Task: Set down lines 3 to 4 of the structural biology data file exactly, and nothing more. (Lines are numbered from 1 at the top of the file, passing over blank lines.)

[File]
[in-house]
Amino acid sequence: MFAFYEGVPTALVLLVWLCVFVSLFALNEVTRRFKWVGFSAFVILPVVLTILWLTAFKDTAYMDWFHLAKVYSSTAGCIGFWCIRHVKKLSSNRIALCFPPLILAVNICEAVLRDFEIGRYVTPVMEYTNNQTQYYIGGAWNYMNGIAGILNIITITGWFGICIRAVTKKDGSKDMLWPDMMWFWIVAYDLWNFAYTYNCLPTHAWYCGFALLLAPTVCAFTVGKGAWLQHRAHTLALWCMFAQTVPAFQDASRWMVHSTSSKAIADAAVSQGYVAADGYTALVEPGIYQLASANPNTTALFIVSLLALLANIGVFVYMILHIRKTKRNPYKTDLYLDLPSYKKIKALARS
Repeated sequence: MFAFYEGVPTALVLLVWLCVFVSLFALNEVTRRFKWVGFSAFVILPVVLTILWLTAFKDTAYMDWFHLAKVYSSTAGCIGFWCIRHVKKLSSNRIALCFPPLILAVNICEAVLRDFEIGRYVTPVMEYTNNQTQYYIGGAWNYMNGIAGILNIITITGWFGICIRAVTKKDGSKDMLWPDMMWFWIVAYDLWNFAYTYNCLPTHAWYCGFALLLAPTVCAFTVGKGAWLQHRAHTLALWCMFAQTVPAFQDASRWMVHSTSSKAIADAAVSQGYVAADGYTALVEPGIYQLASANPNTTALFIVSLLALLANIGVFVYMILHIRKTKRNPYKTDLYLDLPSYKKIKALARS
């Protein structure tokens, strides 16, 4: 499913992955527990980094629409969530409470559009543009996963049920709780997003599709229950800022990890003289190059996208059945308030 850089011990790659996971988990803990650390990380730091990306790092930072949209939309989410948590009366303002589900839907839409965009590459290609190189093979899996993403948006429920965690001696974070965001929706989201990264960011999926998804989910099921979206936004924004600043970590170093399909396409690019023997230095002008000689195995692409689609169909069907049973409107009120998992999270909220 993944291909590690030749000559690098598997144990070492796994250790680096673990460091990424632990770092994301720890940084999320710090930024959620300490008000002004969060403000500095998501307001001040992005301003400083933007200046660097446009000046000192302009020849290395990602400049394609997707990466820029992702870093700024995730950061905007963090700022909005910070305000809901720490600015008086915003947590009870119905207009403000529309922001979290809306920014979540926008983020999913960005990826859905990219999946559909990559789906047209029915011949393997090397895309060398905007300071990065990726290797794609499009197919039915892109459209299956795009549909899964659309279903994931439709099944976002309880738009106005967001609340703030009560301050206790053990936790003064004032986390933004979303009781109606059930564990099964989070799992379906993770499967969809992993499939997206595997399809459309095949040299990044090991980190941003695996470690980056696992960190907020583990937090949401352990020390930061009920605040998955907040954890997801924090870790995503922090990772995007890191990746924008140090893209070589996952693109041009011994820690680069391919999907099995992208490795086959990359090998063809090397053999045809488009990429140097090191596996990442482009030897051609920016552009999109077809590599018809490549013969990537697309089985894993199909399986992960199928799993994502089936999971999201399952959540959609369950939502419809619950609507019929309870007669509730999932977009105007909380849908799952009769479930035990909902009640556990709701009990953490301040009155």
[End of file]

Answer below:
Repeated sequence: MFAFYEGVPTALVLLVWLCVFVSLFALNEVTRRFKWVGFSAFVILPVVLTILWLTAFKDTAYMDWFHLAKVYSSTAGCIGFWCIRHVKKLSSNRIALCFPPLILAVNICEAVLRDFEIGRYVTPVMEYTNNQTQYYIGGAWNYMNGIAGILNIITITGWFGICIRAVTKKDGSKDMLWPDMMWFWIVAYDLWNFAYTYNCLPTHAWYCGFALLLAPTVCAFTVGKGAWLQHRAHTLALWCMFAQTVPAFQDASRWMVHSTSSKAIADAAVSQGYVAADGYTALVEPGIYQLASANPNTTALFIVSLLALLANIGVFVYMILHIRKTKRNPYKTDLYLDLPSYKKIKALARS
């Protein structure tokens, strides 16, 4: 499913992955527990980094629409969530409470559009543009996963049920709780997003599709229950800022990890003289190059996208059945308030 850089011990790659996971988990803990650390990380730091990306790092930072949209939309989410948590009366303002589900839907839409965009590459290609190189093979899996993403948006429920965690001696974070965001929706989201990264960011999926998804989910099921979206936004924004600043970590170093399909396409690019023997230095002008000689195995692409689609169909069907049973409107009120998992999270909220 993944291909590690030749000559690098598997144990070492796994250790680096673990460091990424632990770092994301720890940084999320710090930024959620300490008000002004969060403000500095998501307001001040992005301003400083933007200046660097446009000046000192302009020849290395990602400049394609997707990466820029992702870093700024995730950061905007963090700022909005910070305000809901720490600015008086915003947590009870119905207009403000529309922001979290809306920014979540926008983020999913960005990826859905990219999946559909990559789906047209029915011949393997090397895309060398905007300071990065990726290797794609499009197919039915892109459209299956795009549909899964659309279903994931439709099944976002309880738009106005967001609340703030009560301050206790053990936790003064004032986390933004979303009781109606059930564990099964989070799992379906993770499967969809992993499939997206595997399809459309095949040299990044090991980190941003695996470690980056696992960190907020583990937090949401352990020390930061009920605040998955907040954890997801924090870790995503922090990772995007890191990746924008140090893209070589996952693109041009011994820690680069391919999907099995992208490795086959990359090998063809090397053999045809488009990429140097090191596996990442482009030897051609920016552009999109077809590599018809490549013969990537697309089985894993199909399986992960199928799993994502089936999971999201399952959540959609369950939502419809619950609507019929309870007669509730999932977009105007909380849908799952009769479930035990909902009640556990709701009990953490301040009155």